CrimProf Blog

Editor: Kevin Cole
Univ. of San Diego School of Law

Wednesday, June 13, 2007

Report Calls for DNA Justice for All. . . or at Least 413

From DNA testing should be provided free to prisoners in at least 413 cases in which substandard or incomplete serology work was originally performed by the Houston Police Department's crime lab, according to a report released today by the special investigator hired to examine HPD's much-maligned forensic work in thousands of cases.

The document, the final report filed in the $5.3 million independent investigation into the crime lab, also suggests that a special master be appointed to further review more than 180 of those serology cases in which "major issues" have been discovered.

The findings are included in Michael Bromwich's final report on the only comprehensive investigation of problems at the Houston crime lab, which have unfolded over the past 4 1/2 years, casting doubt on thousands of convictions and unsettling the criminal justice system in Houston and beyond.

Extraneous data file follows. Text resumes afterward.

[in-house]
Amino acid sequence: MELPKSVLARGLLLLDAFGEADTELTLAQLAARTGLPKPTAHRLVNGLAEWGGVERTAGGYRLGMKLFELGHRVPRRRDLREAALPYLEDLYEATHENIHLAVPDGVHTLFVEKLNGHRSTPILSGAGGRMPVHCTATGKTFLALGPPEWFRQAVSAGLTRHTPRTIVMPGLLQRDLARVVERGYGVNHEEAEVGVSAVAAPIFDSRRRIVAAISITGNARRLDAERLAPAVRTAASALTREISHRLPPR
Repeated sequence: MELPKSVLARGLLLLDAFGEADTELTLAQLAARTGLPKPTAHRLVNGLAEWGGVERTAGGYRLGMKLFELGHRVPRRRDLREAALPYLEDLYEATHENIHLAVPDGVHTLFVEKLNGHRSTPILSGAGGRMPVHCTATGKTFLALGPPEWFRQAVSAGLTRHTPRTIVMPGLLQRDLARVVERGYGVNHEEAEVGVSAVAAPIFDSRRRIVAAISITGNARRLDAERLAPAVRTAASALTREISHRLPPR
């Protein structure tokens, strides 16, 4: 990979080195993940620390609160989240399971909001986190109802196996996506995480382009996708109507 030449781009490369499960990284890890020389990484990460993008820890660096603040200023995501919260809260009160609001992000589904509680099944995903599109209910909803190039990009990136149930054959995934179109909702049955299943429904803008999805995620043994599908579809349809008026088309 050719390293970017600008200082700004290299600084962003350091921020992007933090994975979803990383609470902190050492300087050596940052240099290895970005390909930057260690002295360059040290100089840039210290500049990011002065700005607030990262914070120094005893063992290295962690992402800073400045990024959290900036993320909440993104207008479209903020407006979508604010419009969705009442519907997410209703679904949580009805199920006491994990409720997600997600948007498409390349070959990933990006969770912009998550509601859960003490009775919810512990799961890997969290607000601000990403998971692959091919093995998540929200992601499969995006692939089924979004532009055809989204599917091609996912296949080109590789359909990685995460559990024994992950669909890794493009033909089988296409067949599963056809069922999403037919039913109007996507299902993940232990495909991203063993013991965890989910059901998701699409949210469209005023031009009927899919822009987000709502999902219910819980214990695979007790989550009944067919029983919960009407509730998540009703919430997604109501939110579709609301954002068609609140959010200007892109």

The scandal also forced the city to conduct retesting of DNA evidence in 414 cases. Bromwich's team reviewed 135 of those cases, and found "major problems" in 43 — or 32 percent. The cases include those of four death row inmates: Franklin Dwayne Alix, Juan Carlos Alvarez, Gilmar Alex Guevara, and Derrick L. Jackson. With HPD's approval, the independent investigation forwarded information about each of these DNA major issue cases to the Innocence Project network that is exploring what additional steps, if any, should be taken on behalf of these defendants, according to a press release by Bromwich.

In his latest report, Bromwich recommends further testing in two of the 43 DNA cases — that of defendants Ronald Cantrell and Lonnie Van Zandt, both sexual assault cases. Rest of Article. . . [Mark Godsey]

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